Stroll through an unbelievably beautiful winter streetscape as thick snow blankets Sapporo’s mountains and city over the Sapporo Snow Festival. Held from the 4th to the 11th of February, 2023, it’s the first time the festival will be back in-person since the pandemic. And, it’s set to be a big one, the extravaganza to bring millions of people to the town.
If you’re looking for an epic snowball fight or are more of an adrenaline junkie with your eye on the snowmobile rides, this winter festival has it all. Trees will be covered top to bottom in glistening lights, and around 400 ice sculptures and snow statues will line the walking trails, five of which will be so sizeable you’ll be craning your neck to see to the top.
The walking trail will start at Susukino Station and end near Nakajima Park. Along it you’ll find small bars carved out of ice, easy enough for you to pop in and grab a drink before continuing. Feeling creative? You can add to the display by making your own ice sculpture for the ice sculpture contest.
Once you’re done, shelter from the chill at one of the scrumptious food vendors, hot drink in hand. They’re dishing up some of the most famous dishes from around Japan, as well as hot chocolate and mulled wine.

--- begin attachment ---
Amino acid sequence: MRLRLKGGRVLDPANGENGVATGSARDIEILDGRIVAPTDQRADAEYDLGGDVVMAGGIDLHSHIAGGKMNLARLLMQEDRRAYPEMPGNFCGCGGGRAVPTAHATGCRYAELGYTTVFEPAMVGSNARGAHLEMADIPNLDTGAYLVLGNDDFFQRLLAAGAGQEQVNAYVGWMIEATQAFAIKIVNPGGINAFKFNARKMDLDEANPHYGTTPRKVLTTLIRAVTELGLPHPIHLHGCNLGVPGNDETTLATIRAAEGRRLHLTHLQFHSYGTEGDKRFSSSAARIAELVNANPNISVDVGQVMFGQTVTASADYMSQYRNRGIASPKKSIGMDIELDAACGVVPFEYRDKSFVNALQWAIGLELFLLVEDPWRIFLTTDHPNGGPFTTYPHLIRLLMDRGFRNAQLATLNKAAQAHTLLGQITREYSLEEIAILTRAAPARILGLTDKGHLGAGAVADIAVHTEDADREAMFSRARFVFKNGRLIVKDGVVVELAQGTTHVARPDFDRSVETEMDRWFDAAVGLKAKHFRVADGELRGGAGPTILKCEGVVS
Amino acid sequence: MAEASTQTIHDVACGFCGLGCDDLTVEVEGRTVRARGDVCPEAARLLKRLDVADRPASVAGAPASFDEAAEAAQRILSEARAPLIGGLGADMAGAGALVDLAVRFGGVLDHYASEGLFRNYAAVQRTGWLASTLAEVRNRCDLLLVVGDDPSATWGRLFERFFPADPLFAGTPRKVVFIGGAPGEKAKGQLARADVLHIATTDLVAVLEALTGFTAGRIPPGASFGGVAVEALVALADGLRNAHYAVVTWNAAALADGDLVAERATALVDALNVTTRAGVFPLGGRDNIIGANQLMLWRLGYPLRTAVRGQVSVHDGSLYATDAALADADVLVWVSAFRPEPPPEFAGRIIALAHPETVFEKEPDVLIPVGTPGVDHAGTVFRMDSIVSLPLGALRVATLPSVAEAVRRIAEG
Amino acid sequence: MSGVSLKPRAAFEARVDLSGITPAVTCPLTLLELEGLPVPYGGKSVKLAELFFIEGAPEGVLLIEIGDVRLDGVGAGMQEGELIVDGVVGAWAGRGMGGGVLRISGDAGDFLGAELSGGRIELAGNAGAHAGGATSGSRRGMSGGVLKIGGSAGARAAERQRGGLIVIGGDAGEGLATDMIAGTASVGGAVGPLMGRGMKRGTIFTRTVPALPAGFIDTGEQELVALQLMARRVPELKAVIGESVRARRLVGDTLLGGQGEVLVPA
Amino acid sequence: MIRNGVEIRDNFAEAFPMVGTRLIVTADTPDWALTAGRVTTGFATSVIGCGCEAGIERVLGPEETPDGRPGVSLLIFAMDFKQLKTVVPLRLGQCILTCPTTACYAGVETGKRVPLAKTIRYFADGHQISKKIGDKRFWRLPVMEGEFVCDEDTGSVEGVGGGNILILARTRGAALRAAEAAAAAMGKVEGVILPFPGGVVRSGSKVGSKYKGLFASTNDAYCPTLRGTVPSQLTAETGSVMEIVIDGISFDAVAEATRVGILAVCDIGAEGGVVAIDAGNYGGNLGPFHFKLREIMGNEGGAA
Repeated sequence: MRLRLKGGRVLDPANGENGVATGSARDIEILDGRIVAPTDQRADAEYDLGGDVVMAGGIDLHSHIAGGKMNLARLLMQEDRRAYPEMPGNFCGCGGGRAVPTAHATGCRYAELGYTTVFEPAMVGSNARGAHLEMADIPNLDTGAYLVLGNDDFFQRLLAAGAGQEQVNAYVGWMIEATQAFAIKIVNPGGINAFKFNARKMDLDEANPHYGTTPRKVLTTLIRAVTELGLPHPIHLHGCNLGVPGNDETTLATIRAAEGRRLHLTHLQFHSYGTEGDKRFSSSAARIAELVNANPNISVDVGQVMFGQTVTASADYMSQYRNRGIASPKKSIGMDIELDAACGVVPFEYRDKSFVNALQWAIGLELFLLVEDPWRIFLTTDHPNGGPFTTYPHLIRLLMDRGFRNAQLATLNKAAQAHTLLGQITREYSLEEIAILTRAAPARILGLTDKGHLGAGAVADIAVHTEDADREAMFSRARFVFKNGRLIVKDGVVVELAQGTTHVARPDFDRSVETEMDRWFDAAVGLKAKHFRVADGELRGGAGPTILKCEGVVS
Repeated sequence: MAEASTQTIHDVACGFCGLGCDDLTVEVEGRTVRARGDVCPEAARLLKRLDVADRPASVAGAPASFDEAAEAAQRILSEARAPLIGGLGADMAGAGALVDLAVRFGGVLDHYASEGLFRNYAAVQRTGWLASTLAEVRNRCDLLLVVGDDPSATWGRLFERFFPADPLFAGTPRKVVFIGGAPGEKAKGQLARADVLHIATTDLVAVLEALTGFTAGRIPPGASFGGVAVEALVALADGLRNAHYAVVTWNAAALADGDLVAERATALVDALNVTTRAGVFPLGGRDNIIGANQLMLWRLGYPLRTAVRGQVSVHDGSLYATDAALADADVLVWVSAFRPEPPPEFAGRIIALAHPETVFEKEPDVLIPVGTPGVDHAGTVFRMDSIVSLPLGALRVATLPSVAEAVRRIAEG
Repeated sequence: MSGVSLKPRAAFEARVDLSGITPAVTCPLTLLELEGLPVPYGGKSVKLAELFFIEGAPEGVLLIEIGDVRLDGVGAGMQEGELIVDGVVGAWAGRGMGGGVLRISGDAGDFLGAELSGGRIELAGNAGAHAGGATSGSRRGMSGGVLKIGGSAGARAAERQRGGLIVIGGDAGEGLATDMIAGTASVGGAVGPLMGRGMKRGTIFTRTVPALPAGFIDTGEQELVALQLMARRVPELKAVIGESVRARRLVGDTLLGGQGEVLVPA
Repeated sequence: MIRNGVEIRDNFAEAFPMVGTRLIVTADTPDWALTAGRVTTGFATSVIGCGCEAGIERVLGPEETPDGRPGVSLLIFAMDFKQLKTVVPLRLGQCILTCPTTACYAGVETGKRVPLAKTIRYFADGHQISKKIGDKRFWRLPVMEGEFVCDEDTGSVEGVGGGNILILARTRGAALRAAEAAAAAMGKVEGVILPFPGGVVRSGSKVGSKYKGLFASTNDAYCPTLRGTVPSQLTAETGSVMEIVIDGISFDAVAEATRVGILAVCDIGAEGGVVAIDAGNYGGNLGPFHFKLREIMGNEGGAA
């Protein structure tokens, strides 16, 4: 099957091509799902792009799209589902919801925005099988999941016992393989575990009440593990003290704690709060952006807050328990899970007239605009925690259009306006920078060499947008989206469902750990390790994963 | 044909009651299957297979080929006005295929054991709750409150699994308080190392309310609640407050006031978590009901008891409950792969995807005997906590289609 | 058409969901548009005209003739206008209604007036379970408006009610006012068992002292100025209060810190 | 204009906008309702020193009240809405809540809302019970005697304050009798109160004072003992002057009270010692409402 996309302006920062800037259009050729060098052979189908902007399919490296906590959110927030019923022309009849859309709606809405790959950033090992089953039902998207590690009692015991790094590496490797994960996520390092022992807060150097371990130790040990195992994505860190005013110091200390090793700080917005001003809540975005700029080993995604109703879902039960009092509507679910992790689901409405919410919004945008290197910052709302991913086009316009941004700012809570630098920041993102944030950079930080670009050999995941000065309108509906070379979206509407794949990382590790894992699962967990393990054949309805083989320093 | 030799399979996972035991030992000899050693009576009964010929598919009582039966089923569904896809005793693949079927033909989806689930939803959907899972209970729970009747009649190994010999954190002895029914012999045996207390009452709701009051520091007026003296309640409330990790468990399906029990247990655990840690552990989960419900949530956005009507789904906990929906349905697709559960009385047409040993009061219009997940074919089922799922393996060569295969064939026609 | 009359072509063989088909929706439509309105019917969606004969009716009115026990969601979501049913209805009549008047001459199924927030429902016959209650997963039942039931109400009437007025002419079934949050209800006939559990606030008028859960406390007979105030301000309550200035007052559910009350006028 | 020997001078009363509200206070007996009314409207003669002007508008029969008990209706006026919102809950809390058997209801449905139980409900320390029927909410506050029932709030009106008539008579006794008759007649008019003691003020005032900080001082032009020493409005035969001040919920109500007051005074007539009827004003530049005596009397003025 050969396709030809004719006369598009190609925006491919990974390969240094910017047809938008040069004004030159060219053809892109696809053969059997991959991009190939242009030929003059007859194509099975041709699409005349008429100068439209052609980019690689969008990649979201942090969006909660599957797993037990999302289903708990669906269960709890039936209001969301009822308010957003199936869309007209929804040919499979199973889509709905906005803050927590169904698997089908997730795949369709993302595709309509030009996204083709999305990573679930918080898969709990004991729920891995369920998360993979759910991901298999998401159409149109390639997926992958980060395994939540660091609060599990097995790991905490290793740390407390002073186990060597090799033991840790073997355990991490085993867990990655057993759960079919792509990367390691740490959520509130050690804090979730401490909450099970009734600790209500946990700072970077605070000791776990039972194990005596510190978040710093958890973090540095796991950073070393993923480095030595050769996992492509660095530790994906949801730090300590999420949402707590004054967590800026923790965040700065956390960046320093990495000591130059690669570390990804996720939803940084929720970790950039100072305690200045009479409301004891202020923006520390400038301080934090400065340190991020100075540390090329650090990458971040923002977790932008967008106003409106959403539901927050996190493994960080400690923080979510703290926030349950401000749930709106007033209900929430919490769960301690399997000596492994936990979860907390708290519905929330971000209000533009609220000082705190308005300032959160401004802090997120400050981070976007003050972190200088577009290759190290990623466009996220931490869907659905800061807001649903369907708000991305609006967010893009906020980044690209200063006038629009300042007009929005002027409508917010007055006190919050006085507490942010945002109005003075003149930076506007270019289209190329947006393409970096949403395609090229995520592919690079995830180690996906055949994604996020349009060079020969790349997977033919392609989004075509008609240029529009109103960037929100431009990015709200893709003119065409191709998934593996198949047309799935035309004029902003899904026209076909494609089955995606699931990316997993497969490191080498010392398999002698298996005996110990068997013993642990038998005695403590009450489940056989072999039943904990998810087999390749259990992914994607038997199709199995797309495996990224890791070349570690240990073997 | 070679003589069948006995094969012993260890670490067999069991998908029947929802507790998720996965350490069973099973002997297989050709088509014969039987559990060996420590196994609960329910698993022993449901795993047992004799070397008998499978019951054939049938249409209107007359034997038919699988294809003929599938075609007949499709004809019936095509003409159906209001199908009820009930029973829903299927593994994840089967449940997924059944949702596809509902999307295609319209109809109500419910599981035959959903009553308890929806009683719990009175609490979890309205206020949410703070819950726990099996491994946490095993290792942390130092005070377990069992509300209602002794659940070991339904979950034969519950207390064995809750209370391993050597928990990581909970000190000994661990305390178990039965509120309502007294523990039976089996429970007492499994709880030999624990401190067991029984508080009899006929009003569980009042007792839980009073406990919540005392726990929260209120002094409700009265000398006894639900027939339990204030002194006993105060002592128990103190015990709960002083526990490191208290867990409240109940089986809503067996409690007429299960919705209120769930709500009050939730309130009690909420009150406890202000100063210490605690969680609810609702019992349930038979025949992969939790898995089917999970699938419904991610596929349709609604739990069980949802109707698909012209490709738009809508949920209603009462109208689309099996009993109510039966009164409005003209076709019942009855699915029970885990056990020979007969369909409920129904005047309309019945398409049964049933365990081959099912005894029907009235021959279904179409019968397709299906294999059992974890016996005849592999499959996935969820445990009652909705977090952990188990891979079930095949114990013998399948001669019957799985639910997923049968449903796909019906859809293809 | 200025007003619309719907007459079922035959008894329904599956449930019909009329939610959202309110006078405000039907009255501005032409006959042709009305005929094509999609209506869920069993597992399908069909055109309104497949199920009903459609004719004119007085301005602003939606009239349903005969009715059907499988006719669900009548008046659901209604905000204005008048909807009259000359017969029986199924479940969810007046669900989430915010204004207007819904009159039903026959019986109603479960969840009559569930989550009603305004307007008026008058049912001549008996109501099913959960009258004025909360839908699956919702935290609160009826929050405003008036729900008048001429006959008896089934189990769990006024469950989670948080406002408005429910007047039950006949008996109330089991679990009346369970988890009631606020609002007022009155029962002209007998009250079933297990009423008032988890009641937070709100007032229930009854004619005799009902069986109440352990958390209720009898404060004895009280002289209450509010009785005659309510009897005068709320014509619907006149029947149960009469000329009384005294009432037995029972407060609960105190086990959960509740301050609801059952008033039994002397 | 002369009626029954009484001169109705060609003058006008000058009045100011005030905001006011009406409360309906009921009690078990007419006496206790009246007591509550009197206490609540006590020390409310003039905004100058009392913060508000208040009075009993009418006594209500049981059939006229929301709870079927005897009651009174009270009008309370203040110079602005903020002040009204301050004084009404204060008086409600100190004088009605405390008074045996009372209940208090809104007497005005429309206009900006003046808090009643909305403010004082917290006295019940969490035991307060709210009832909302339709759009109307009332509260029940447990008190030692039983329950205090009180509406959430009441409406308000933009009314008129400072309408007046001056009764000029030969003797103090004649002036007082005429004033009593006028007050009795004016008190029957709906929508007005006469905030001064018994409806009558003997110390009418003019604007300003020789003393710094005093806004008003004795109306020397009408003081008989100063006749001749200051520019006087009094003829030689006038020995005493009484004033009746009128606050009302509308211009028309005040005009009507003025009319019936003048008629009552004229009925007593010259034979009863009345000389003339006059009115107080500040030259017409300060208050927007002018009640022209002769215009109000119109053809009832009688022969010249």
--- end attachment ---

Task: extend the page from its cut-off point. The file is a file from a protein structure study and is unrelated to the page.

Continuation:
As night falls, hang around for the light show projected onto some building-size sculptures.
Then, peruse the endless rows of souvenirs and postcards to find a keepsake to remember this truly spectacular winter wonderland.
How to get to the Sapporo Snow Festival:
The festival centre is at Odori Park. Getting to the Sapporo Snow Festival is as easy as catching a train, taxi, or the underground.
What else to do in Sapporo:
During the winter months in the Hokkaido region of Japan, there’s plenty to be done.
Sapporo is the region’s capital, considered one of the coolest winter destinations in Japan.
With an abundance of powdery snow, the Sapporo Teine (Mt Teine) beckons skiers and snowboarders of any level. Beginners frequent this slope as the runs are generally quite mild. Advanced skiers can have some fun heading off-piste into the seemingly bottomless pow.
For seasonal skiers, the little Sapporo Moiwayama Ski Area is a good challenge. Its top elevation reaches 530m, and it has some of the most impressive views of Sapporo.
A little quirkier is the wintertime favourite of wakasagi (smelt) fishing. Peering through a small hole in the ice over a frozen body of water, you’ll learn all the ice fishing essentials from digging the hole, hooking the line, and, of course, catching the fish.
Ready to thaw out? Hokkaido is the holy land of hot springs. Slip into a naturally heated outdoor onsen for the ultimate restoration. Each onsen has a different style, some private and some public, so take your pick!
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Lead image: Supplied